“[Section 5] is the only vehicle in some states to fight institutional racism in local and state governments,” Shortbull wrote in his first-person account. “In the state of South Dakota, racism towards minorities is prevalent, and the only means of diminishing the racism is to elect more minorities to state and local governments.”
In Houston, Rogene Calvert has advocated for the city’s Asian-American communities for years. While there are 280,000 Asian-Americans in Houston, Calvert says, they rarely can elect a representative candidate because the state has dispersed those voters into separate districts.
They did score a victory in 2004, however, when Rep. Hubert Vo bounced a 22-year incumbent from House District 149 in southwestern Houston and became Texas’ first Vietnamese-American representative.
Vo, who won that race by 16 votes after three recounts, has been re-elected four times. But, Calvert said, in 2011, the state eyed redistricting to eliminate Vo’s seat and break it up into three districts.
“We objected to this at every stage of the process,” she said, noting that she testified before the state’s House Redistricting Committee, urging it to reconsider its plan to split up Asian-American voters in southwest Harris County.
“The state legislature ignored us,” she added.
Under Section 5, however, the Justice Department refused to approve redistricting.
“Because of that, we still have a vibrant coalition in HD 149 and we still can elect the candidates of our choice,” Calvert said. “Without the protection of the VRA, the influence of the Asian-American community would have been drastically reduced.”
In Shelby County, things are less pragmatic and more philosophical. Residents who shared their thoughts about the Voting Rights Act focused less on political gerrymandering and more on how they believed it impugns local control and the spirit of sovereignty.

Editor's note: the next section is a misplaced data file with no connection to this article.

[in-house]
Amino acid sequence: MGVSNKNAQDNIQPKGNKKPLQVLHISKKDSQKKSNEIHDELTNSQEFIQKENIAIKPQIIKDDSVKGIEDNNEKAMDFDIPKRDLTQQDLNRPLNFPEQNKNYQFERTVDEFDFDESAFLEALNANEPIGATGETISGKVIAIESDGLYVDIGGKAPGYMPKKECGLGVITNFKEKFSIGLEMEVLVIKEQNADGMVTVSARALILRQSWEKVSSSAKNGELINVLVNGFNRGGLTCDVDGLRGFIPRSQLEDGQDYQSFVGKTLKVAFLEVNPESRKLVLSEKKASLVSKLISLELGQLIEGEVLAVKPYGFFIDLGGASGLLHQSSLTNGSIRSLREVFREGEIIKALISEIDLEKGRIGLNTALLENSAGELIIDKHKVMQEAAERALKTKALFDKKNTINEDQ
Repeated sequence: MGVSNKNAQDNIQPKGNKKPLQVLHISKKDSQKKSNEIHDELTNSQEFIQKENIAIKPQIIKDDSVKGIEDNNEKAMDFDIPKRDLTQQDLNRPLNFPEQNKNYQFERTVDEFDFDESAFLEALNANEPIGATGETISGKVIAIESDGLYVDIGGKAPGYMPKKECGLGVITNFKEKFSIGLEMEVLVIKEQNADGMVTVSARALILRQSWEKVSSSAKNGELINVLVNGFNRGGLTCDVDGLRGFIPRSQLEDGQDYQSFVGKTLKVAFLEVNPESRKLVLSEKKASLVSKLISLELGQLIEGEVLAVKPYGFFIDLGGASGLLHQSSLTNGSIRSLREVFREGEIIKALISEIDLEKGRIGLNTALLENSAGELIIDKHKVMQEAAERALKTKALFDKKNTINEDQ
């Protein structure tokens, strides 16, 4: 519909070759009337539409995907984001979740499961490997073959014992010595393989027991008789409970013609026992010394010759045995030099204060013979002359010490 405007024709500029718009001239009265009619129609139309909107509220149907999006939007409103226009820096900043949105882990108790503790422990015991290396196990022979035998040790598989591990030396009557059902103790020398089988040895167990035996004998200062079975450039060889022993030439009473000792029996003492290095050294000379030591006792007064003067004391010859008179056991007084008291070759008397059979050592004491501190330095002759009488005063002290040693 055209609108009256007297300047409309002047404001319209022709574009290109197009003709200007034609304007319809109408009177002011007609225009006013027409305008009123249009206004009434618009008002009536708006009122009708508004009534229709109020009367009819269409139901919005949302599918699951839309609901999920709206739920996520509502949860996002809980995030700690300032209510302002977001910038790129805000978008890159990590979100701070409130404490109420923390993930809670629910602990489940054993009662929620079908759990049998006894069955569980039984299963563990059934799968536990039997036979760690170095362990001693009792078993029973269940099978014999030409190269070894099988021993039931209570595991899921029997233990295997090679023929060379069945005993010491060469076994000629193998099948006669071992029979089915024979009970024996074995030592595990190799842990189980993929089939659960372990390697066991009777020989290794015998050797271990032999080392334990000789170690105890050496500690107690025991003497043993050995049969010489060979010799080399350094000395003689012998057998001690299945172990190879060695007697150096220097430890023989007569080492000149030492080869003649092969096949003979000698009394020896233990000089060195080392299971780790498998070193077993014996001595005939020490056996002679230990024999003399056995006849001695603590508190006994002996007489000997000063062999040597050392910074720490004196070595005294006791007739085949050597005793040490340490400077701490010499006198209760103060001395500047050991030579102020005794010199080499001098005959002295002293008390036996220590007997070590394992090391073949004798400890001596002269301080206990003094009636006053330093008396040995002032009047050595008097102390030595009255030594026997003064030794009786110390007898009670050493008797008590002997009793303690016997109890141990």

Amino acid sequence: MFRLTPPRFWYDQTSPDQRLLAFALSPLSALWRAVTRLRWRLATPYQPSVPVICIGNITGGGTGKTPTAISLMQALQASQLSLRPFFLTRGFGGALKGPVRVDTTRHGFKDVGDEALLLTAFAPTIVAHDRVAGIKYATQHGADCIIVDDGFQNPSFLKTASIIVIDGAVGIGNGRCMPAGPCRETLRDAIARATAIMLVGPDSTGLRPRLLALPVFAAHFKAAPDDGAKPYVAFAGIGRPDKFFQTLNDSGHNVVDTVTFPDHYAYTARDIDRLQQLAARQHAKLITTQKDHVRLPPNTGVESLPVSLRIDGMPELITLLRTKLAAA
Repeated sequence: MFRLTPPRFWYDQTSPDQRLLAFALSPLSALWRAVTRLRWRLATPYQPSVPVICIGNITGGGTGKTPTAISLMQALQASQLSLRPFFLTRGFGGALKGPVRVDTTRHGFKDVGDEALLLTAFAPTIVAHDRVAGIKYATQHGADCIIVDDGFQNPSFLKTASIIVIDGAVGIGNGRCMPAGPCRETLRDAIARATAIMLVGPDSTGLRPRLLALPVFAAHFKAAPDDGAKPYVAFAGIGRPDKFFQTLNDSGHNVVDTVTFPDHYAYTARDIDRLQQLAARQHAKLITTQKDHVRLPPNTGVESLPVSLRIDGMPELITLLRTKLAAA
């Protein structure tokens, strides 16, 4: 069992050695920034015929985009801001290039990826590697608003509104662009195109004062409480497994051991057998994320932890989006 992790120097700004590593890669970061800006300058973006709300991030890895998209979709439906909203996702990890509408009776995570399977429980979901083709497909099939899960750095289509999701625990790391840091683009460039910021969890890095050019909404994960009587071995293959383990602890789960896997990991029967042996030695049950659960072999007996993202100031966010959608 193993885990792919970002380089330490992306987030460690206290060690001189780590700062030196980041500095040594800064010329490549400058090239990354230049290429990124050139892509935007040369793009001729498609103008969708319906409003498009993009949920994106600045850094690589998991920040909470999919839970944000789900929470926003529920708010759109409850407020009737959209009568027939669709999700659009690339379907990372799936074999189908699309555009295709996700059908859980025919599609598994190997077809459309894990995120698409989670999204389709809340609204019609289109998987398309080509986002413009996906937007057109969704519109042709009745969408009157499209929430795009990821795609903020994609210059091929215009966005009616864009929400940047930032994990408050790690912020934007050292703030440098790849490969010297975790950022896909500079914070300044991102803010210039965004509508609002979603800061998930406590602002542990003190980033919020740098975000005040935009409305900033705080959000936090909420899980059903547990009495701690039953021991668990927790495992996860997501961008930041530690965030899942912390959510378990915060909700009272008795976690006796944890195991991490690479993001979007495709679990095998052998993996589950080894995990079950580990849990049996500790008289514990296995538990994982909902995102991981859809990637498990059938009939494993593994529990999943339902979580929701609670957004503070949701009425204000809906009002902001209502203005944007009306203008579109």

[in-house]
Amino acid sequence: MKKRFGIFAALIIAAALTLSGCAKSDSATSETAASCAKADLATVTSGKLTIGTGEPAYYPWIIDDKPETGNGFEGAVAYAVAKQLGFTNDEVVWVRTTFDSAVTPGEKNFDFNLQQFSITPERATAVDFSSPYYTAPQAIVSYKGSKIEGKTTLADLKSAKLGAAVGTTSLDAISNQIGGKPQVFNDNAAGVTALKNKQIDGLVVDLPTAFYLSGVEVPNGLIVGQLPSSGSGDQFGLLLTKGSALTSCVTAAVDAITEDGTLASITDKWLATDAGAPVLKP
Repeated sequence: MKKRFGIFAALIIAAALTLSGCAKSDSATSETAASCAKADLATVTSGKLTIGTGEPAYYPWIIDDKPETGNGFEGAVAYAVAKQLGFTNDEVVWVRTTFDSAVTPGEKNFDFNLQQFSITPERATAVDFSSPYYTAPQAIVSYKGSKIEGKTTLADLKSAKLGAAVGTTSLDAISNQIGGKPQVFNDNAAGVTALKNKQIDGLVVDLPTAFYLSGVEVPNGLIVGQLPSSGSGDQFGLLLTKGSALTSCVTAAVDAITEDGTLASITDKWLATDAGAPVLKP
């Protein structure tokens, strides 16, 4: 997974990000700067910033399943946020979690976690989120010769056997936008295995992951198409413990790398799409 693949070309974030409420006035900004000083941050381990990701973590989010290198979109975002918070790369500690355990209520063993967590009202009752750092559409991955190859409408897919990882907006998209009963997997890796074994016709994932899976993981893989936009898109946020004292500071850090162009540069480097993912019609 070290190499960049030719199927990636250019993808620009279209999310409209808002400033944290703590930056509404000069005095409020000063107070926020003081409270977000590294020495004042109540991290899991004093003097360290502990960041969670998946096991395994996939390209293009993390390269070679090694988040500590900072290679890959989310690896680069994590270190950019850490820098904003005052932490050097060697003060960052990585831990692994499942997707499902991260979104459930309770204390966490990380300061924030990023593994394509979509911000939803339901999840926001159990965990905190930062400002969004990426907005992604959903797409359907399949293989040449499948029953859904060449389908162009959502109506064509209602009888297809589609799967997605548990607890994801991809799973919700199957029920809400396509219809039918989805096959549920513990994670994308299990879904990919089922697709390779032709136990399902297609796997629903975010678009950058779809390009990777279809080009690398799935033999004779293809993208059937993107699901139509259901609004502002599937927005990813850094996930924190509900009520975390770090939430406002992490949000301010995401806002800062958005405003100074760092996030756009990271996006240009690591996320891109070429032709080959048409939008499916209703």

Jonathan Williams, a 32-year-old Montevallo resident, often gathers at the local coffee shop to listen to wisdom from men he calls the town’s elders.
“Occasionally, they let me sit in their august presence—one of my favorite ways to spend a Friday afternoon,” Williams wrote in his account. “Between the eight of them, they have seen and done almost everything—fought for their country, traveled the world, raised families, lost and won fortunes. Black, white, blue-collar and white-collar, they all gather around a table each afternoon to solve the world's problems while shamelessly flirting with the servers.”
When Williams raised Shelby County v. Holder, the elders weren’t shy about sharing their opinions, he said.
One elder offered: "Are we second-class citizens in our own country?"
Another said: "I don't care if a man is black, white, Mexican or Chinese.”
The more important questions, to him: “Is he Republican or Democrat? Where does he go to church?"
Williams said he’s seen too much progress to believe Section 5 should survive a court challenge. “How long must we be punished for the sins of our fathers before the rest of the nation realizes things have changed? I'm sick of it," he said.
Shelby County residents Ashtin Bivins, 27, and his wife, Dannette Bivins, 26, display their voter registration cards. (Tommy Daspit/YCN)